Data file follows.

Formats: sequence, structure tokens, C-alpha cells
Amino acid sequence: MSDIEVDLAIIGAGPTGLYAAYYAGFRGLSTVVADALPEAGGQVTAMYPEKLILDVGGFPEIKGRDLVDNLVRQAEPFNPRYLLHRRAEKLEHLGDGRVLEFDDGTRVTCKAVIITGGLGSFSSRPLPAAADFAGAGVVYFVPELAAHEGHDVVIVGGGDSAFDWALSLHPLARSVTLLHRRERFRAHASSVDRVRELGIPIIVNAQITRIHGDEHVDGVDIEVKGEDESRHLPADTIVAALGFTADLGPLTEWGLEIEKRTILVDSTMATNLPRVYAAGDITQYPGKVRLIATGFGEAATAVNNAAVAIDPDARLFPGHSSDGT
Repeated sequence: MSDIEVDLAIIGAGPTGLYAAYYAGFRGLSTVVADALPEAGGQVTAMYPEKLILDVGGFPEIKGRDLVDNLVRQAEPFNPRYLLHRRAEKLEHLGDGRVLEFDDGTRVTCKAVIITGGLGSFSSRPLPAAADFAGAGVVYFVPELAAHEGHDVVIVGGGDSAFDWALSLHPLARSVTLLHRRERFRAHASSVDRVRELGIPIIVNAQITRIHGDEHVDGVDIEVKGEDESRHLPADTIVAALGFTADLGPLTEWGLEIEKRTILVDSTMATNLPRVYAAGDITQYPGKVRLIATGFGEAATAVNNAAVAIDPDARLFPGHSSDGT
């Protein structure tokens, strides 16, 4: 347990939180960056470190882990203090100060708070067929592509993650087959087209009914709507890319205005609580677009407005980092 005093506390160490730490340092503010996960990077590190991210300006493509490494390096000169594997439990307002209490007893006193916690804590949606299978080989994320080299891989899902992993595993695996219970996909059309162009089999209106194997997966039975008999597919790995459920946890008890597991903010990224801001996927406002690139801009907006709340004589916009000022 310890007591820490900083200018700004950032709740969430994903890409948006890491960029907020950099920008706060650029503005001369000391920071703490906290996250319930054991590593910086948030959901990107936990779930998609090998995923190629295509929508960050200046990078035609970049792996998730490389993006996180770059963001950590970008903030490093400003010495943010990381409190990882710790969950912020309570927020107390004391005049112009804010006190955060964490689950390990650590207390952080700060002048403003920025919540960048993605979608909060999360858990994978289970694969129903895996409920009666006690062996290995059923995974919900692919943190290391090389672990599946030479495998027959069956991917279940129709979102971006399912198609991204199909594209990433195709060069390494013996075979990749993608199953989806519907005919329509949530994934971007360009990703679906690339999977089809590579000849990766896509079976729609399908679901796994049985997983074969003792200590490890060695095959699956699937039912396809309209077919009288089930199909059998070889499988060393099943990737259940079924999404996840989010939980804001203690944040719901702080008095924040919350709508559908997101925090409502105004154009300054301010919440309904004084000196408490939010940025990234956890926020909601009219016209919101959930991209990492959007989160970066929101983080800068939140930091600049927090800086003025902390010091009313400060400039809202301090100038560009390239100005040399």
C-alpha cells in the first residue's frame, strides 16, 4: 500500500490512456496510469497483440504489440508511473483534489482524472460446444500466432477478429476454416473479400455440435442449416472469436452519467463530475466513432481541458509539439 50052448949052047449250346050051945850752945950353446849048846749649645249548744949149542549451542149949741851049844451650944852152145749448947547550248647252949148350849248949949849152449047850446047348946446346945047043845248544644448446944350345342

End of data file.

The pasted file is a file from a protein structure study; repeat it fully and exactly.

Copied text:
Formats: sequence, structure tokens, C-alpha cells
Amino acid sequence: MSDIEVDLAIIGAGPTGLYAAYYAGFRGLSTVVADALPEAGGQVTAMYPEKLILDVGGFPEIKGRDLVDNLVRQAEPFNPRYLLHRRAEKLEHLGDGRVLEFDDGTRVTCKAVIITGGLGSFSSRPLPAAADFAGAGVVYFVPELAAHEGHDVVIVGGGDSAFDWALSLHPLARSVTLLHRRERFRAHASSVDRVRELGIPIIVNAQITRIHGDEHVDGVDIEVKGEDESRHLPADTIVAALGFTADLGPLTEWGLEIEKRTILVDSTMATNLPRVYAAGDITQYPGKVRLIATGFGEAATAVNNAAVAIDPDARLFPGHSSDGT
Repeated sequence: MSDIEVDLAIIGAGPTGLYAAYYAGFRGLSTVVADALPEAGGQVTAMYPEKLILDVGGFPEIKGRDLVDNLVRQAEPFNPRYLLHRRAEKLEHLGDGRVLEFDDGTRVTCKAVIITGGLGSFSSRPLPAAADFAGAGVVYFVPELAAHEGHDVVIVGGGDSAFDWALSLHPLARSVTLLHRRERFRAHASSVDRVRELGIPIIVNAQITRIHGDEHVDGVDIEVKGEDESRHLPADTIVAALGFTADLGPLTEWGLEIEKRTILVDSTMATNLPRVYAAGDITQYPGKVRLIATGFGEAATAVNNAAVAIDPDARLFPGHSSDGT
């Protein structure tokens, strides 16, 4: 347990939180960056470190882990203090100060708070067929592509993650087959087209009914709507890319205005609580677009407005980092 005093506390160490730490340092503010996960990077590190991210300006493509490494390096000169594997439990307002209490007893006193916690804590949606299978080989994320080299891989899902992993595993695996219970996909059309162009089999209106194997997966039975008999597919790995459920946890008890597991903010990224801001996927406002690139801009907006709340004589916009000022 310890007591820490900083200018700004950032709740969430994903890409948006890491960029907020950099920008706060650029503005001369000391920071703490906290996250319930054991590593910086948030959901990107936990779930998609090998995923190629295509929508960050200046990078035609970049792996998730490389993006996180770059963001950590970008903030490093400003010495943010990381409190990882710790969950912020309570927020107390004391005049112009804010006190955060964490689950390990650590207390952080700060002048403003920025919540960048993605979608909060999360858990994978289970694969129903895996409920009666006690062996290995059923995974919900692919943190290391090389672990599946030479495998027959069956991917279940129709979102971006399912198609991204199909594209990433195709060069390494013996075979990749993608199953989806519907005919329509949530994934971007360009990703679906690339999977089809590579000849990766896509079976729609399908679901796994049985997983074969003792200590490890060695095959699956699937039912396809309209077919009288089930199909059998070889499988060393099943990737259940079924999404996840989010939980804001203690944040719901702080008095924040919350709508559908997101925090409502105004154009300054301010919440309904004084000196408490939010940025990234956890926020909601009219016209919101959930991209990492959007989160970066929101983080800068939140930091600049927090800086003025902390010091009313400060400039809202301090100038560009390239100005040399």
C-alpha cells in the first residue's frame, strides 16, 4: 500500500490512456496510469497483440504489440508511473483534489482524472460446444500466432477478429476454416473479400455440435442449416472469436452519467463530475466513432481541458509539439 50052448949052047449250346050051945850752945950353446849048846749649645249548744949149542549451542149949741851049844451650944852152145749448947547550248647252949148350849248949949849152449047850446047348946446346945047043845248544644448446944350345342